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Thread: Are Security Vendors Tricking XP SP2?

  1. #1
    Old and Cranky Super Moderator rik's Avatar
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    Are Security Vendors Tricking XP SP2?

    Read the Full Story at PC World.

    Windows Security Center may not know when your antivirus definitions are out of date.

    Microsoft says its Service Pack 2 update adds an additional layer of security to Windows XP-based PCs. However, recent PCW tests seem to show that at least two major security suites are crippling SP2's ability to offer users accurate security information.

    SP2, which Microsoft rolled out in August, includes the new Windows Security Center. This feature alerts users when their PC's antivirus or firewall software is missing or out of date. It also signals when the real-time virus scanner is disabled, and when the firewall is not enabled. At least, that's how it's supposed to work.

    However, when we installed Symantec's Norton Internet Security 2005 and McAfee's Internet Security Suite 2005 on a system running SP2, both apps caused the Windows Security Center to erroneously report that the products were up-to-date. Any antivirus software, whether downloaded via the Internet or purchased at retail, will need its signatures updated when it is first installed. This is because they need to reflect any new viruses that were discovered between the time the product was created and when it was installed.

    In the case of McAfee, even the vendor's own product incorrectly reported that it was up-to-date out of the box. (Symantec's product correctly noted that it required an update).

    We also installed Trend Micro's PC-cillin Internet Security 2005 to a system running SP2. In this case, the Windows Security Center properly reflected that the product needed updating. Once the Trend Micro PC-cillin Internet Security 2005 product had been updated, the Windows Security Center status changed accordingly. We had similarly successful results when installing F-Secure Internet Security 2005, ZoneAlarm Internet Security, and Panda Software's Platinum Internet Security 2005. Each of these suites worked seamlessly with the Windows Security Center, and the update status was properly reflected after their installation.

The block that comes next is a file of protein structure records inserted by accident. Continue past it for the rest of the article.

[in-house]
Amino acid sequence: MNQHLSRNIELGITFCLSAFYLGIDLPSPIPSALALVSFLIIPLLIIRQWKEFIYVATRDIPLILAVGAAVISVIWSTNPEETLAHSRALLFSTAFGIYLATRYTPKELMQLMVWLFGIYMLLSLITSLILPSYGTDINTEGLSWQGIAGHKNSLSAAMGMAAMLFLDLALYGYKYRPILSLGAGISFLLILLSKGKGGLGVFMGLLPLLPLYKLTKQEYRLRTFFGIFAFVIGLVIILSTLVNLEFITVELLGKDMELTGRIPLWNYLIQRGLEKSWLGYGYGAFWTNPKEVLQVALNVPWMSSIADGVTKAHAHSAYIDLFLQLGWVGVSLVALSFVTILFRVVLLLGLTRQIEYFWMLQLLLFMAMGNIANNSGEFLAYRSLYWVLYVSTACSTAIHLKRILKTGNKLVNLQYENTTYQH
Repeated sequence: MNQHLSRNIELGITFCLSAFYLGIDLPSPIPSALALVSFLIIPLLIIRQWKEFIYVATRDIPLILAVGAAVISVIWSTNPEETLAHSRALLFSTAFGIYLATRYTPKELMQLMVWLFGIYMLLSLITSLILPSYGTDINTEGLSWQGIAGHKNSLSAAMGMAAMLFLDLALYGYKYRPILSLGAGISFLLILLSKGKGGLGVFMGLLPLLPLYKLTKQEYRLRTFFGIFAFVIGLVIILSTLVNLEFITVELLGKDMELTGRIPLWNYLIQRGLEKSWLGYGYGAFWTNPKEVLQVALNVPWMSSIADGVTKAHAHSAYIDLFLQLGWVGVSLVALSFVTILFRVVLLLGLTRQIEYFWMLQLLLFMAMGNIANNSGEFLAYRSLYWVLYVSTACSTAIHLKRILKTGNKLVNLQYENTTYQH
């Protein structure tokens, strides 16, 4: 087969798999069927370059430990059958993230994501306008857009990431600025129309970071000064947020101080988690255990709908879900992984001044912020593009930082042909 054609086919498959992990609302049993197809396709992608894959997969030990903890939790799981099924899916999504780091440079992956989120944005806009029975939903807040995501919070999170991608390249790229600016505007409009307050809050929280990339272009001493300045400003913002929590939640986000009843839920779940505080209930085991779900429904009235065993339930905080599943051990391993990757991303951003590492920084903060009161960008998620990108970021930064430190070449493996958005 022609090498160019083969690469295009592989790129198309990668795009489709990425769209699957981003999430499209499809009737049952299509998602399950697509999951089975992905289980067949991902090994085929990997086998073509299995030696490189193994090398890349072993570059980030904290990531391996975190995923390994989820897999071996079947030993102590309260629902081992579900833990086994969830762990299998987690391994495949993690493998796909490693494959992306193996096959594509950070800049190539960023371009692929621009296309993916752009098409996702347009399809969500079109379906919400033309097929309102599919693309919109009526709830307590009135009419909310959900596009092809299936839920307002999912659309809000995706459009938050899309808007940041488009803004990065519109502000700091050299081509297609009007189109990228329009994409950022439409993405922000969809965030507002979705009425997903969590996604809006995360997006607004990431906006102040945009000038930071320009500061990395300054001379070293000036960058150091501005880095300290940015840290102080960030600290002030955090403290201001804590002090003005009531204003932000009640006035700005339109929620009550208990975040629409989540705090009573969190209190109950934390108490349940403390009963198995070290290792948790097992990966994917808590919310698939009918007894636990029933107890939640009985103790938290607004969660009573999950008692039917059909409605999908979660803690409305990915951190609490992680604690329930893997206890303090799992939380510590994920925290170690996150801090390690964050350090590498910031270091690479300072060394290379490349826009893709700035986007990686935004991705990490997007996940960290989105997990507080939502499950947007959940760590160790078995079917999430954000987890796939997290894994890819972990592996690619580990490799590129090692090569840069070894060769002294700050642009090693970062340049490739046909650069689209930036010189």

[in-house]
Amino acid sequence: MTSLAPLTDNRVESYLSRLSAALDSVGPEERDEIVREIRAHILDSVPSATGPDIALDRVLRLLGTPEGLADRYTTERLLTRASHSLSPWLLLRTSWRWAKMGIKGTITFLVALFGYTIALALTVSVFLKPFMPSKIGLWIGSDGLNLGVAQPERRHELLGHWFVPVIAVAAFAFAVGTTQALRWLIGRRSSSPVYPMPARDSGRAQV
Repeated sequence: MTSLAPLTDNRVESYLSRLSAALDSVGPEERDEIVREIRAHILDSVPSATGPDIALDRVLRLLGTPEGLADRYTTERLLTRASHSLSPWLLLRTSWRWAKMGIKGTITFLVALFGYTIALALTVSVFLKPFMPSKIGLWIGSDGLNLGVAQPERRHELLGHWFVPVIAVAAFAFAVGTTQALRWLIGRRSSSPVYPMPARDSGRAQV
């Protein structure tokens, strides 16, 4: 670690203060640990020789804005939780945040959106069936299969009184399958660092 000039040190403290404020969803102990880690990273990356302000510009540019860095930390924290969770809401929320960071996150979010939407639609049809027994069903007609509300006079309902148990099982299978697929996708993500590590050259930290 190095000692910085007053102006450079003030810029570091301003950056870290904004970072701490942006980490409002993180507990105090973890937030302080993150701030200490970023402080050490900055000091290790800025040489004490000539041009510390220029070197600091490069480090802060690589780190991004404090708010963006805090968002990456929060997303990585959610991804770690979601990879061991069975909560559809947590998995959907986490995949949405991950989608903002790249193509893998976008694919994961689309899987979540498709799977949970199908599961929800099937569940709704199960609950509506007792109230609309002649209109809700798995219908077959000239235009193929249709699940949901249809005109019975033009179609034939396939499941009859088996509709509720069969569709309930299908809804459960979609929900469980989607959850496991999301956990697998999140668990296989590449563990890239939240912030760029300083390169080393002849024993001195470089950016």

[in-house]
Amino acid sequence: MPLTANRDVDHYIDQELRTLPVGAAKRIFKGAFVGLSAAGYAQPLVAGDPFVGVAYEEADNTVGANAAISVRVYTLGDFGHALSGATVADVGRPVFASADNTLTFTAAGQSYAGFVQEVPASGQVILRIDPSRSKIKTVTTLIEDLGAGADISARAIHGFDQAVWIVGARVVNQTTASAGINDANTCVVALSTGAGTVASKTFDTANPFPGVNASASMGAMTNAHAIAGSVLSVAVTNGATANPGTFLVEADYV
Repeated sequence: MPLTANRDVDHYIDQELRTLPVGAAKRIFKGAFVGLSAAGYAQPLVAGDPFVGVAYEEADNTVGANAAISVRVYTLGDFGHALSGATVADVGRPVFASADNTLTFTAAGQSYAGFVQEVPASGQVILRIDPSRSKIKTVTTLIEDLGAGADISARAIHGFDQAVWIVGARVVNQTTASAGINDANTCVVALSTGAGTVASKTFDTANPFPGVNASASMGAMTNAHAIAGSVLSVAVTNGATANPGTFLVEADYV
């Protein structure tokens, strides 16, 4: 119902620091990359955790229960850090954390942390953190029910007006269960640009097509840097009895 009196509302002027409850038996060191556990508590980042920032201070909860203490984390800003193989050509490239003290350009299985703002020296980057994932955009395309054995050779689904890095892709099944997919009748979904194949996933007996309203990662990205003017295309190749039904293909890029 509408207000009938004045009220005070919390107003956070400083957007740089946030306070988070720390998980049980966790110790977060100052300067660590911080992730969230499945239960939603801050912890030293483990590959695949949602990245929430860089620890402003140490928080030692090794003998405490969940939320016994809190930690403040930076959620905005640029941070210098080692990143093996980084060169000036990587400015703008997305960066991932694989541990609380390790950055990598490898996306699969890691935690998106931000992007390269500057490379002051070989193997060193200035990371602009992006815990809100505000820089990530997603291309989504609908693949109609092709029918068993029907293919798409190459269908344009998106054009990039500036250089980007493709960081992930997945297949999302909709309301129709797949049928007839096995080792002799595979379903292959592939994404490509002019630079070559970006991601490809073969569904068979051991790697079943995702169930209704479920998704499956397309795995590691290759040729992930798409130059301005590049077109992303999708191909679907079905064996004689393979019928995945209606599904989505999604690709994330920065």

2. #2
    Junior Member mikedallos's Avatar
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    Thumbs up

    Good post.............thanks!!
    If you tell the truth, you don't have tons more to remember.

    Mark Twain

  3. #3
    Security Intelligence TZ Veteran cash_site's Avatar
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    Hmmm... thats something to look out for. One thing though, there are alot of companies providing all-in-one products for Combined internet security and AV.

    --- 0wN3D by 3gG ---

  4. #4
    Junior Member jseymour's Avatar
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    Yeah, and I don't like all in one software.
    I want my software to do one thing as intended and do it well. Start adding more features and addons to software then it will do multiple things mediocre.

    If I purchase an antivirus, I want it to detect and catch virii. If I want a firewall, I purchase a firewall for that functionality only.

    I left PC-cillan for that, and ZoneAlarm also. I don't like bloat in my security software.

    But, of course that's just me.

  5. #5
    Nobody knows I'm a dog. TZ Veteran petard's Avatar
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    Ya just can't trust those folks at Micro$oft....

    Many thanks to egghead for the cool .sig

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